Since the last century, martial arts have caught the fancy of people throughout the world. The reason is not just for self defence, but also because of many action / martial arts movies that have become popular, thanks to actors like Bruce lee, Jackie Chan, Jet li etc. Almost everybody know and accepts the Chinese for their origin of Kungfu and respect them for it; but very few people know that all this would not have been possible, without the Indian Contribution. Here in the following lines, we tell you how all this would not have been possible, without the contributions of two Indians, many centuries earlier.
Shaolin Kungfu is considered to be one of the oldest and most famous styles of Kungfu. there is a famous saying that – All martial arts originated from Shaolin. The Shaolin Temple (also known as Shaolin Monastery ) is a Buddhist temple Located in Henan province of China. It was founded almost 1500 years back. Buddhabhadra was the first, abbot of shaolin monastery. Originally an Indian prince,who learnt Buddhist meditation in Kashmir and later migrated to China, he is credited with the translation of Sanskrit Buddhist text to Chinese. (Although there are certain claims that, the translator and shaolin abbot, were two different people, both named – Buddhabhadra). Some years later, another Indian Monk – Bodhidharma, came to shaolin. Bodhidharma, is the person, who is considered to be founder of Shalin Kungfu, in 5th century AD.
Bodhidharma was a prince of Kanchipuram (Son of king Simhavarma, of Pallava dynasty), in present day province/state of Tamil Nadu, in India. From his childhood itself, he was a very intelligent, and an expert in martial arts and meditation. As the eldest among three brothers, he was supposed to be the successor to the kingdom. But his younger brothers were very jealous of him & even tried to kill Bodhidharma. (Although in some places, Bodhidharma is described as the youngest of the three brothers).Disillusioned with the actions of his brothers, he left everything and became a Buddhist monk. He left India and travelled to Sumatra, Malaysia, Thailand,Vietnam and finally China. It is said that this journey took him nine years (3 years in some version). After reaching China, he spent a lots of time preaching Buddhism and martial arts & finally reaching Shaolin Temple, where he was denied entry. Then he went to a nearby cave and started meditating there for nine years, facing the wall of the cave.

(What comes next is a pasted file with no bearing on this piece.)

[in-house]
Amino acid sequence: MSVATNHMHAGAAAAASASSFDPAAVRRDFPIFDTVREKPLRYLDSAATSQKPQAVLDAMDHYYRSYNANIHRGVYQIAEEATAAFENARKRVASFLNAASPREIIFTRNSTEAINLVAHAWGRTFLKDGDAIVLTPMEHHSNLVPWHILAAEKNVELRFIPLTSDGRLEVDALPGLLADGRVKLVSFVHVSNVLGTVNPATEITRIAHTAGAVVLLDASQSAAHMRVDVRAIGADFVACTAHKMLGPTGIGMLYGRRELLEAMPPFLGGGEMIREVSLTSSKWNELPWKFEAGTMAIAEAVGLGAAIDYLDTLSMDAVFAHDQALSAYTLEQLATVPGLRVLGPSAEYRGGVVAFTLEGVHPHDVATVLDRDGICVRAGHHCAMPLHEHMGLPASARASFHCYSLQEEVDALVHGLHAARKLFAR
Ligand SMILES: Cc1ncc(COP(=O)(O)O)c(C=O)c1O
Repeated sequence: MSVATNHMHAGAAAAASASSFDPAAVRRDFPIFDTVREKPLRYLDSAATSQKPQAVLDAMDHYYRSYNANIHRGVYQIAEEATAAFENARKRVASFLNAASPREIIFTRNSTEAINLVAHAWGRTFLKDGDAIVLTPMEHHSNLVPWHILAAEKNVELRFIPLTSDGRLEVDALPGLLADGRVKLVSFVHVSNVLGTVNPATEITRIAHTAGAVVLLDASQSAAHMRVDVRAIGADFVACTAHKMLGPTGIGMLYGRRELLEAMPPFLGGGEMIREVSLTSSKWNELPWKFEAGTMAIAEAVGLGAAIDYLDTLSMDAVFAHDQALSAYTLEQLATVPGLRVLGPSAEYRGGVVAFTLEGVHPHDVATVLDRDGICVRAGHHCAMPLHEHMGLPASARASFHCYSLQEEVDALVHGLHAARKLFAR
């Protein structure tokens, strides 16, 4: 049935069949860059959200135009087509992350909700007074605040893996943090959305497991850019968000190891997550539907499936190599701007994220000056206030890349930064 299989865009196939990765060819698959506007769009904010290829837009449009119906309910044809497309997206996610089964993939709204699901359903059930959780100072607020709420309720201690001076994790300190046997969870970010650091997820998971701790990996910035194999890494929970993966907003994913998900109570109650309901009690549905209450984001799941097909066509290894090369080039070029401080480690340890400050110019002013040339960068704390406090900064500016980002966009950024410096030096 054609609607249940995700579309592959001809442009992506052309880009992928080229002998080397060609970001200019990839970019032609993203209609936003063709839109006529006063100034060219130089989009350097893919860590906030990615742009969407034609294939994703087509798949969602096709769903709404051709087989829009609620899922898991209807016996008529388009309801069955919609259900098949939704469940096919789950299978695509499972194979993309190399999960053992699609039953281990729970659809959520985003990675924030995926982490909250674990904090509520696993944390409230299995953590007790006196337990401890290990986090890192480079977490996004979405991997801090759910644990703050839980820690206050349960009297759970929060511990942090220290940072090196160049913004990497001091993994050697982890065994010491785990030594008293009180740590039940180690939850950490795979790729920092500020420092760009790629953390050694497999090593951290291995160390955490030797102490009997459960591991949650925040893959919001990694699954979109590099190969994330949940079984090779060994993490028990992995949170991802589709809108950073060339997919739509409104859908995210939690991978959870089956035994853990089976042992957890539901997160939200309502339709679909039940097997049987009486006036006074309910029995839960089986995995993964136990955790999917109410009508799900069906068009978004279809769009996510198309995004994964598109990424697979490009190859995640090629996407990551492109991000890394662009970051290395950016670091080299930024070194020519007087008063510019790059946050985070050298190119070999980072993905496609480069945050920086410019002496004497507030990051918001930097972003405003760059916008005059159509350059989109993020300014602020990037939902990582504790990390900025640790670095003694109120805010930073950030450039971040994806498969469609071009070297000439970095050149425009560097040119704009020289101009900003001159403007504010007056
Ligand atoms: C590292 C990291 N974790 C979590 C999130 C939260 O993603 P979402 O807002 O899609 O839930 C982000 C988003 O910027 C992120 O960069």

Due to his strong meditation and concentration, it is said that a replica of his body’s shape formed in the stone wall of the cave. Seeing his determination and motivation, the shaolin monks were very greatly influenced and finally he was allowed entry into shaolin temple. Once in shaolin temple, Bodhidharma tried to teach the monks, the art of meditating deeply. But he soon found that the monks were not strong enough to follow the hard discipline of Meditation. Deeply disturbed by the poor physical shape of shaolin monks, Bodhidharma tried to teach them Indian pranayama (breathing exercises), Indian fighting exercise and martial arts to make them strong. He stayed in shaolin for many years, where along with meditation, he also trained the monks (now his disciples ) in weapon less fighting arts and other martial arts; so it would help the monks to fight wild animals and bandits, while travelling in the remote areas. At ripe old age (of more than hundred years), some people who were jealous of him, poisoned him and the great master breathed his last.
Bodhidharma was a great inspirational teacher and became known as the father of shaolin martial arts. Besides being an expert in Kungfu, he was also 28th Patriarch of Buddhism in a line of descent from Buddha himself ( via his disciple Mahakasyapa) and is credited with spread of Chan Buddhism to China.
The martial arts taught and popularised by Bodhidharma, is popular throughout the world, but it’s a pity that in his own motherland – India, very few people know about him.